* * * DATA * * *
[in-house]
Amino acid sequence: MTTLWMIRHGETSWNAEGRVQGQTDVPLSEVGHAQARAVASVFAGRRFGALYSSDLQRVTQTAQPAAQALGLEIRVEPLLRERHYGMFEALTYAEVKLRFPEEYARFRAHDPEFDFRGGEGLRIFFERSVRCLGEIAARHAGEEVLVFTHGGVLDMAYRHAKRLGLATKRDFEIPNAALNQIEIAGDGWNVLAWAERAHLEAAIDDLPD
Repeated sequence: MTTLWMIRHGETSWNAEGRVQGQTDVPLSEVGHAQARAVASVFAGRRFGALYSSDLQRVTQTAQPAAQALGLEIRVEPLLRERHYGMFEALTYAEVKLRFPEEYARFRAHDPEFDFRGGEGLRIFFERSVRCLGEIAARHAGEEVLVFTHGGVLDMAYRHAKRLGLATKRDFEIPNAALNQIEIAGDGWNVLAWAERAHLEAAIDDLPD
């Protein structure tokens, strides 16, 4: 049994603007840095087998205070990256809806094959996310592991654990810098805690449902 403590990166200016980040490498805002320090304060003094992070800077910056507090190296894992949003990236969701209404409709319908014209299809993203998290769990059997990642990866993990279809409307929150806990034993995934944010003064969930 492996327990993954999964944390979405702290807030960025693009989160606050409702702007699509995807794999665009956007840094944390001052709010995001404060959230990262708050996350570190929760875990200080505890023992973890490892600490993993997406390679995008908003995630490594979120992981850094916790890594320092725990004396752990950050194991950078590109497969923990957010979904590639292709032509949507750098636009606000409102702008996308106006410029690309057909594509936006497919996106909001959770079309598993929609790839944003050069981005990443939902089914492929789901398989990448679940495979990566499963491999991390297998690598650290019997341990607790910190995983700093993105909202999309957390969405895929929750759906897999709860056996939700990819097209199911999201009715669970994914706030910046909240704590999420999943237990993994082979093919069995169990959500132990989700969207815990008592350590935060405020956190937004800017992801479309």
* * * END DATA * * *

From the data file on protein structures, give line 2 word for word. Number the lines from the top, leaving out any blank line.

Amino acid sequence: MTTLWMIRHGETSWNAEGRVQGQTDVPLSEVGHAQARAVASVFAGRRFGALYSSDLQRVTQTAQPAAQALGLEIRVEPLLRERHYGMFEALTYAEVKLRFPEEYARFRAHDPEFDFRGGEGLRIFFERSVRCLGEIAARHAGEEVLVFTHGGVLDMAYRHAKRLGLATKRDFEIPNAALNQIEIAGDGWNVLAWAERAHLEAAIDDLPD